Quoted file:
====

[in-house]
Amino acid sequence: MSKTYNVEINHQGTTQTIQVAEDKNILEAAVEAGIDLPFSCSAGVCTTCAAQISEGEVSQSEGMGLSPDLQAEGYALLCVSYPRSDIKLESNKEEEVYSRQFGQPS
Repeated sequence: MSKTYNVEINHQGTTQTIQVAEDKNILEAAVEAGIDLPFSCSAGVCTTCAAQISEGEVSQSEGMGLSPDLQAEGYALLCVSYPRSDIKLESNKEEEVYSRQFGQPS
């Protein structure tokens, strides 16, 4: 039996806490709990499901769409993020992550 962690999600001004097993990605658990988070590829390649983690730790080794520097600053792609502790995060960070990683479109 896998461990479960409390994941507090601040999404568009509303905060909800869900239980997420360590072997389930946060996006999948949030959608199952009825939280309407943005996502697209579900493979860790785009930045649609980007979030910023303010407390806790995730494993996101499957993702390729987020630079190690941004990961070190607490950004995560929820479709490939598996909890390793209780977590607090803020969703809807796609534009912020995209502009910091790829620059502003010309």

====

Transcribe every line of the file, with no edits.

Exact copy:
[in-house]
Amino acid sequence: MSKTYNVEINHQGTTQTIQVAEDKNILEAAVEAGIDLPFSCSAGVCTTCAAQISEGEVSQSEGMGLSPDLQAEGYALLCVSYPRSDIKLESNKEEEVYSRQFGQPS
Repeated sequence: MSKTYNVEINHQGTTQTIQVAEDKNILEAAVEAGIDLPFSCSAGVCTTCAAQISEGEVSQSEGMGLSPDLQAEGYALLCVSYPRSDIKLESNKEEEVYSRQFGQPS
């Protein structure tokens, strides 16, 4: 039996806490709990499901769409993020992550 962690999600001004097993990605658990988070590829390649983690730790080794520097600053792609502790995060960070990683479109 896998461990479960409390994941507090601040999404568009509303905060909800869900239980997420360590072997389930946060996006999948949030959608199952009825939280309407943005996502697209579900493979860790785009930045649609980007979030910023303010407390806790995730494993996101499957993702390729987020630079190690941004990961070190607490950004995560929820479709490939598996909890390793209780977590607090803020969703809807796609534009912020995209502009910091790829620059502003010309």